Montana social distancing update

On Saturday, the first day of our shelter-in-place order, we hardly left our yard.  The day was blue and in the fifties, we oiled lawn furniture and laid a brick walk, and generally waited for our hearts to catch back up.  Yesterday, Little Bear and I ventured forth in the face of the warmest day thus far in 2020.

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There were a lot of people out in the woods.  Far more than just the nicest weekend of the year, or the first where dries might catch something, would suggest.  On the way home we visited the grocery store, my first time in a number of weeks, and there too it was difficult to stay 6 feet away from others.

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There were plenty of families out wheeling and casting, but a near majority were folks I struggled to believe all live in one house.  The profusion of 3 thirty something guys in a nice boat and one Kuiu item each suggested that for many, significant aspects of life were no different than last week.  I’ve been reading lots this week, trying to get a grasp on the future, something which has included some sharp criticism of American leadership and the American reaction to the corona crisis.  It is difficult to not think that our odd combination of individualism and sociability may well cause my country to struggle, to both follow directions and put the short term under the priority of the long term.  In the store I thought about this cliche, how the new ideal of personal space would suit me fine by default, and what lessons might be learned by months hence by comparing the American reaction to that of a country like Sweden.

 

6 thoughts on “Montana social distancing update

  1. The number of mud and snow-free trailheads is small at this time of year. Pair that with cabin fever and a sunny weekend in the 50s and you get some really, really popular trailheads. Our family was really uncomfortable yesterday at the start of our bike ride with how packed the parking lots were.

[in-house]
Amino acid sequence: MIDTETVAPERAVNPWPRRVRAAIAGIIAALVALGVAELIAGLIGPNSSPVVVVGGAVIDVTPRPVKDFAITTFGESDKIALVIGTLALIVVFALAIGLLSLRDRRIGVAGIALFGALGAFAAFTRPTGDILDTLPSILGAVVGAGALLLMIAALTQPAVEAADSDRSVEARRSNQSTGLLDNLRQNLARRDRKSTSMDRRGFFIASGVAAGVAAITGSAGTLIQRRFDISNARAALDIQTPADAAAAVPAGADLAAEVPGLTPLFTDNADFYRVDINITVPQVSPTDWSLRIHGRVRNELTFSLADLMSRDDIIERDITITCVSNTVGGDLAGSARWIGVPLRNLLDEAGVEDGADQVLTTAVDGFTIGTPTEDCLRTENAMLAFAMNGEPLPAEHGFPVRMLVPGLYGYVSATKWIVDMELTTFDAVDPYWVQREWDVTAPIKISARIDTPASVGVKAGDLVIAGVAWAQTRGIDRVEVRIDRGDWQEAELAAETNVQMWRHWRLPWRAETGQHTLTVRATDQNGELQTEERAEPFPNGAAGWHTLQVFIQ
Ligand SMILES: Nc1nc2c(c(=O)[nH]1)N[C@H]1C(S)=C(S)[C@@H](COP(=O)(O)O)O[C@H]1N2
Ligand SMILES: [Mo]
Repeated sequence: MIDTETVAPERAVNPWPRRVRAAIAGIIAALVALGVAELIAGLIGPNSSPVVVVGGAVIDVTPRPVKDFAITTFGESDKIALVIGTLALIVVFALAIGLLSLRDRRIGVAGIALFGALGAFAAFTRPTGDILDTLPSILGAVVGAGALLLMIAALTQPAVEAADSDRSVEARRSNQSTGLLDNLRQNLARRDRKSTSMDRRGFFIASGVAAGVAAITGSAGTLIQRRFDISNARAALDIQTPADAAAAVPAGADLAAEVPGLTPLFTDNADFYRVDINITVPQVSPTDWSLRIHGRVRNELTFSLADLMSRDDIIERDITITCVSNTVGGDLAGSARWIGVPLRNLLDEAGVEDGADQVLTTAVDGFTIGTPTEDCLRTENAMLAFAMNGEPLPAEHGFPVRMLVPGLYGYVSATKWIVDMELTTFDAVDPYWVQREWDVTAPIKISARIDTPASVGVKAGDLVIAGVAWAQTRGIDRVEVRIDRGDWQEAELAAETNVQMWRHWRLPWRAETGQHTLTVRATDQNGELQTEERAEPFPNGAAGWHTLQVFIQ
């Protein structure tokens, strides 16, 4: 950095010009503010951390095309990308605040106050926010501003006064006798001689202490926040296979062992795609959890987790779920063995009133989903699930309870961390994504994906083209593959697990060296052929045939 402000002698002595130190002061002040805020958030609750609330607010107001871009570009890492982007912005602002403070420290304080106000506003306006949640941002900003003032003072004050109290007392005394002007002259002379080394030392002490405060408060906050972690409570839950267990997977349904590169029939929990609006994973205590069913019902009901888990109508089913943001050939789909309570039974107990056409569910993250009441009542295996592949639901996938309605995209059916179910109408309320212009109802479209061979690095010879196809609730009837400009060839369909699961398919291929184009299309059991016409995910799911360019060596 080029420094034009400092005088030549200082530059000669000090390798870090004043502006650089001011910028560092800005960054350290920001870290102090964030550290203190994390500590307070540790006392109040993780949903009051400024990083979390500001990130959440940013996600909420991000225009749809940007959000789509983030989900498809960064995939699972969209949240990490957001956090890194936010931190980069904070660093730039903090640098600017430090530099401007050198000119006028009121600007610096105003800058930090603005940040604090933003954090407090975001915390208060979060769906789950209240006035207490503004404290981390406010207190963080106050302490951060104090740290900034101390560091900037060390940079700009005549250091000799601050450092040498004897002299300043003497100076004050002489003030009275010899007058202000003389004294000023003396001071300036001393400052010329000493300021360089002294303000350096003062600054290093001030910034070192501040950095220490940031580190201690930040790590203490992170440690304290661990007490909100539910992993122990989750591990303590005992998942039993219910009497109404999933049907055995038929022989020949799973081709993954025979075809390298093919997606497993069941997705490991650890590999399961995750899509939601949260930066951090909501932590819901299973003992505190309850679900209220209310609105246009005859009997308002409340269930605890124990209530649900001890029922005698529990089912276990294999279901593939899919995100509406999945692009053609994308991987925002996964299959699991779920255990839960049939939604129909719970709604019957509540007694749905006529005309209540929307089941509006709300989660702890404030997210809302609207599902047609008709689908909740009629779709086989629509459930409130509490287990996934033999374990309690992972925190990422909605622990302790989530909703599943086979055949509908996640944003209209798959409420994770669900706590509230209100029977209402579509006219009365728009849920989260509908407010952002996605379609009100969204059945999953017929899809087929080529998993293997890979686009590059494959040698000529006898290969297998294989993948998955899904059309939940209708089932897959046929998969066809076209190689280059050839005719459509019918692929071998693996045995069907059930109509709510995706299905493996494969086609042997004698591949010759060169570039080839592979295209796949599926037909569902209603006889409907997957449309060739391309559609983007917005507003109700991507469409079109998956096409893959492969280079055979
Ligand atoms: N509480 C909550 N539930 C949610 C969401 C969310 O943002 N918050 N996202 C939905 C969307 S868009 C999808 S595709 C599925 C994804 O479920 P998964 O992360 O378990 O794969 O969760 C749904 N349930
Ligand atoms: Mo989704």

2. American individualism seems to becoming more of a curse than a boon in my eyes these days. Just the other day I nearly started (but didn’t) an argument on a popular backpacking manufacturer’s FB page as people voiced their supreme discontent with the closure of national parks and it being the same oppression as the gov’t coming for guns and such (literally the idea expressed). But I can’t help but feel these same people would be upset that others on the trail were putting them at risk. Or will be upset when the virus isn’t slowed.

    I guess I’m not sure we differentiate well be individualism and selfishness.

    And I don’t think America will learn many lessons. We’re a country of people who’s successes are their own, and who’s failures are because of someone else.

  3. Alaska has the same thing right now. We have a travel ban as well intrastate so it makes all the towns trailheads really crowded. It’s really hard to notice the difference other than traffic being slightly down and businesses being closed. Otherwise many areas are bustling and with people who definitely don’t appear to be under the same household. It’s the nicest part of winter up here and I imagine that makes it really hard for a lot of people to stay put after months of already being more homebound.

  4. Same issue in Finland — all normal venues for amusements are closed, so everyone ventures outdoors. At least here nobody is bitching about the government coming for the guns.

  5. I can’t make out what your thoughts on US vs Sweden were going. 🙂
    They are actually taking a somewhat different approach compared to the rest of Europe and the Nordic countries. I think they are making a gamble keeping the society more open, but is the disease or the medicine worse? As usual they probably make it out fine (just like Fin-Swe hockey games).

    In Finland we have closed the daycare and schools, some say this is not effective – but I fail to understand that reasoning, in my opinion and experience sickness spread like wildfire in those settings.
    The other side of the coin, something you might be interested in. Some joke there will be a baby boom, I would be more afraid of a divorce boom. Worse yet, child health as a consequence of stressed families and worse, for example alcohol abuse. I would guess we have a better than average situation and still it’s stressful. Quite similar to sharing a tent for a week. 🙂 Then again, history actually tells that people were quite happy during for example the blitz, who knows…

    1. I think the concerns about family stress you mention are very legit. I’ve thought a lot the last few weeks about how I’m glad I both like and love my family. That said, when two days ago I thought we might have to do a real quarantine and not be able to get out into the woods I was scared about how well I’d manage.

      Sweden doing things differently came to my attention when they were the last place in Europe still turning ski lifts. The articles I’ve read suggest that the default obedience slash lack of pioneer obstreperousness will make less extensive directives workable in Sweden in a way they would not in the US. I have no idea how valid that might be, but given the prominence locally of headlines discussing how many ways US citizens are messing with social distancing orders gives one cause for reflection.

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